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Paying for yourself

Cataract Surgery in Bristol - One Eye Total cost £3015
  Consultant fees Hospital fees
Initial consultation £150 No charge
Pre-assessment Included Included
Main treatment Included Included
Post-discharge care Included Included
Subtotals £150 guide price £2865 guaranteed price
Total £3015

The price displayed for your initial consultation is a guideline only as Consultant fees vary according to their own individual fee schedules. The price displayed above however for pre-assessment, main treatment and post-discharge care is guaranteed and inclusive of all costs.

I have private medical insurance

Paying for yourself

Cataract Surgery with Eyesight Correction - Astigmatism Adjustment - One Eye Total cost £3310
  Consultant fees Hospital fees
Initial consultation £150 No charge
Pre-assessment Included Included
Main treatment Included Included
Post-discharge care Included Included
Subtotals £150 guide price £3160 guaranteed price
Total £3310

The price displayed for your initial consultation is a guideline only as Consultant fees vary according to their own individual fee schedules. The price displayed above however for pre-assessment, main treatment and post-discharge care is guaranteed and inclusive of all costs.

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Bristol Hospital, The Chesterfield

3 Clifton Hill, Clifton, Bristol, BS8 1BN

0117 906 4870
Radiology Department 0117 906 4878
Sales Enquiries 0117 906 4870
Main Switchboard 0117 987 2727

We are conveniently located in the Clifton area of Bristol, with on-site car parking. Our patients benefit from our dedicated support staff as well as state-of-the-art hospital facilities. If cataracts are affecting your eye sight come and talk to our Ophthalmology experts, contact us today or attend a free open event.

What is a cataract?

If you have a cataract, the lens is cloudy. This happens gradually over a long period of time. Your vision will become blurry as the cataract develops, until the whole of the lens is cloudy. Your sight will slowly get worse, becoming blurry or misty, making it difficult to see clearly.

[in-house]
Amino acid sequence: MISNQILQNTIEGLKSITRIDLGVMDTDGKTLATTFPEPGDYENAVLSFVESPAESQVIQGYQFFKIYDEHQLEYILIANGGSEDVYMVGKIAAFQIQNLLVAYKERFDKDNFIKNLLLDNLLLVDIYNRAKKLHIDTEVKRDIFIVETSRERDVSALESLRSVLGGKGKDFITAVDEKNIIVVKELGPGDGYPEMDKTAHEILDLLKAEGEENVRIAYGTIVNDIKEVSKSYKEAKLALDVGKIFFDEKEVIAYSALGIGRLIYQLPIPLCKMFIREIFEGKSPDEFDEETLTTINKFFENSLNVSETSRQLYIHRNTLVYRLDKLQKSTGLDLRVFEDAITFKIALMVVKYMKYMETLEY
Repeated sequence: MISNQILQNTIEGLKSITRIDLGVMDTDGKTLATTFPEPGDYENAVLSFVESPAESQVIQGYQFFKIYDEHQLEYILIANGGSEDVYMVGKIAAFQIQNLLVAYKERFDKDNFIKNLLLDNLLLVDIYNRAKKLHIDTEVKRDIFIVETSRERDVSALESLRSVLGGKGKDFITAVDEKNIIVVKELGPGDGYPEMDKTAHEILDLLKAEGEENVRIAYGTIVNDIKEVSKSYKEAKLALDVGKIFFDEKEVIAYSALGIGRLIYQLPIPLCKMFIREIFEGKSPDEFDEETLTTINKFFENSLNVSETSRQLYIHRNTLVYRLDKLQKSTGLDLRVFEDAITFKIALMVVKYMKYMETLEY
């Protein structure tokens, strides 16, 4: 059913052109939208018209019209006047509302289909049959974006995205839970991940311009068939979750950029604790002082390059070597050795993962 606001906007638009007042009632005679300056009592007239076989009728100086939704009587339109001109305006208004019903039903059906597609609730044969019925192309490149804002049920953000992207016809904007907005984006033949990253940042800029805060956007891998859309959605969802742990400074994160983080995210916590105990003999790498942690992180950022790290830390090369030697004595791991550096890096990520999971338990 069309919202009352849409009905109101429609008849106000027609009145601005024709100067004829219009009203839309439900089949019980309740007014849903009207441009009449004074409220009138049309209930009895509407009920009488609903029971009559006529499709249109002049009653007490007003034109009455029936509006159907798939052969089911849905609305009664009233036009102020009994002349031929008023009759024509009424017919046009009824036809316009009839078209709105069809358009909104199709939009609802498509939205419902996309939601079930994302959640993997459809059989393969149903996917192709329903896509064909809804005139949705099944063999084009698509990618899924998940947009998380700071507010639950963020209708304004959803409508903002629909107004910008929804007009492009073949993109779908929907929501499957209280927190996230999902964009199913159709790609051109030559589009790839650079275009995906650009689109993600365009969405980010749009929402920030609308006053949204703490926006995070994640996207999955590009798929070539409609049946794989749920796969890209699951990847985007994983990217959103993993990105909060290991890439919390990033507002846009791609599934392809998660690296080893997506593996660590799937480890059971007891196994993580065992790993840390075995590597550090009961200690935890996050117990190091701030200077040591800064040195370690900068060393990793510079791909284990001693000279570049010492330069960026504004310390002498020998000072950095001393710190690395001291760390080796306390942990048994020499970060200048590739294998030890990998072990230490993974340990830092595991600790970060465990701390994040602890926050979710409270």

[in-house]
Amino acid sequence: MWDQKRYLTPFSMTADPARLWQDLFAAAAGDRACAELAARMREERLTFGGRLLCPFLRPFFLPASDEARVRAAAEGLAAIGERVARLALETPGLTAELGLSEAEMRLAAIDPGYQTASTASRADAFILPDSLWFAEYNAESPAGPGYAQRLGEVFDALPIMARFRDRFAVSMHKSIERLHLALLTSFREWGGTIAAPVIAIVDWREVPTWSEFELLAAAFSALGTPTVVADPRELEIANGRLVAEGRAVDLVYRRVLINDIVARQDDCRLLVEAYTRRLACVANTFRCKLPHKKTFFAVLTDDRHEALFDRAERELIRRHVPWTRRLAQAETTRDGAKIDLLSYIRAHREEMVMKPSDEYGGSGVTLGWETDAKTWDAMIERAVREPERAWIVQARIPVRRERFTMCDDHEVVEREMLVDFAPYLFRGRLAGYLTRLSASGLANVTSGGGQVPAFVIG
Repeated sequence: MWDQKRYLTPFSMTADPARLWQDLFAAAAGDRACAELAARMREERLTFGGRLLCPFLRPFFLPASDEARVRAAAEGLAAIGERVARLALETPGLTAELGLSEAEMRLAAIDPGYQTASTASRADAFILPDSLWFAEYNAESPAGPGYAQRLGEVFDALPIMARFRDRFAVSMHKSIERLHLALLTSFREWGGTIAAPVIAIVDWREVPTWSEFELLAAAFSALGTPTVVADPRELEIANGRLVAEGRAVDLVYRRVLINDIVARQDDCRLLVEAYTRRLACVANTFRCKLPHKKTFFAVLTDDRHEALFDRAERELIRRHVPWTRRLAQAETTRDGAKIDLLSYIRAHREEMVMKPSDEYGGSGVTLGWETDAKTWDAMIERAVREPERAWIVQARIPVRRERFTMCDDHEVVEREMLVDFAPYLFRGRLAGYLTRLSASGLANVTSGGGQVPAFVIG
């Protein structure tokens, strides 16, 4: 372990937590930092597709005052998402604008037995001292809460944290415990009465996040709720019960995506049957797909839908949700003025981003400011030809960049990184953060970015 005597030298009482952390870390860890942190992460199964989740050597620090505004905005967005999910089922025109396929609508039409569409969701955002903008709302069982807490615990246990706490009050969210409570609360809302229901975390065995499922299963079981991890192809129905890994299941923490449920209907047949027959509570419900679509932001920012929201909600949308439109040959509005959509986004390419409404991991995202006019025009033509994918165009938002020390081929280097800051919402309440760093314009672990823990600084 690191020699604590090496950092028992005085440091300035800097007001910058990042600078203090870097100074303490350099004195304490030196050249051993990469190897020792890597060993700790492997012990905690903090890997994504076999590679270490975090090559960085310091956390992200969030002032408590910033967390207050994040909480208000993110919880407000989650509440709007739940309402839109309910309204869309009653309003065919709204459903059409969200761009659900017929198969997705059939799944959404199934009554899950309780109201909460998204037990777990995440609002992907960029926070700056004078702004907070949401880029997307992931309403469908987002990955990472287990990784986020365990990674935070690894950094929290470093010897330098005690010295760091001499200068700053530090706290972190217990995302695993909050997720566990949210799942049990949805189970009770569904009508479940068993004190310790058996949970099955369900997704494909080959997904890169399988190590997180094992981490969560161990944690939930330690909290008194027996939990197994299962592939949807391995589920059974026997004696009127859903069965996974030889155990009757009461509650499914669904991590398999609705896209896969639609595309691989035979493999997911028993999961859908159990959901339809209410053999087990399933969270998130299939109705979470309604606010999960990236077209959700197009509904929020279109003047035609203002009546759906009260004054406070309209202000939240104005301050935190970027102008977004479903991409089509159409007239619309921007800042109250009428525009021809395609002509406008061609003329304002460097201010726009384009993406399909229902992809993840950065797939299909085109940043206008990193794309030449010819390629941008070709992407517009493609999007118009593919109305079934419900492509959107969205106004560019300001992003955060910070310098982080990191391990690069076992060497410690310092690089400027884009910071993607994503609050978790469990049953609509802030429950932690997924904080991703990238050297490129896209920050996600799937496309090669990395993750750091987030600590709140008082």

Cataracts can happen at any age but usually develop as you get older. Cataracts can also develop due to diabetes, use of steroid medication, trauma or for genetic reasons.

If a cataract prevents you from reading or driving, or doing your normal day-to-day activities, it is advisable to have surgery.

After surgery, the cataract will be gone and you should be able to see more clearly. Your eyesight won’t be perfect if you have other eye problems, but you should be able to return to routine activities of daily life and the things you enjoy.

Before your eye operation at our Bristol Hospital

Before you come into hospital for your operation, you will be asked questions about your health by one of our nurses. Further ‘pre-assessment’ questions may be asked over the phone, or you might be asked to come into the hospital for some simple tests, such as a blood test or a test on the heart called an ECG (Electrocardiogram).

Please let us know if you are taking any regular or herbal medication. Be sure to bring your medication with you on the day of your operation in the original containers. If you do take prescribed medicine on a regular basis, we will give you specific advice about continuing your medication, and what to do on the morning of your operation.

If you are a diabetic you’ll be given instructions about your medication on the day of surgery and told when to stop eating and drinking.

It’s particularly vital you tell us if you are taking any type of blood thinning medication (anticoagulant). Medication of this kind can make your blood clot more slowly. We need to ensure your blood is clotting normally before we operate.

What happens during cataract surgery?

When it’s time to go to the operating theatre, our ward staff will escort you. Once there, our theatre staff will take you to the anaesthetic room. They are very reassuring - they will understand how you feel and will try to help you in every way possible.

You will be given eye drops before the operation. These are prescribed by the consultant and are needed to prepare your eye.

Cataract surgery is usually performed under local anaesthetic. Your surgeon will make a tiny incision (cut) in your cornea (the outer layer of your eye). Using a tiny probe that emits ultrasound waves, the surgeon will break up the cataract and remove the pieces from your eye. This is called phacoemulsification. A new lens implant will be inserted replacing the cataract.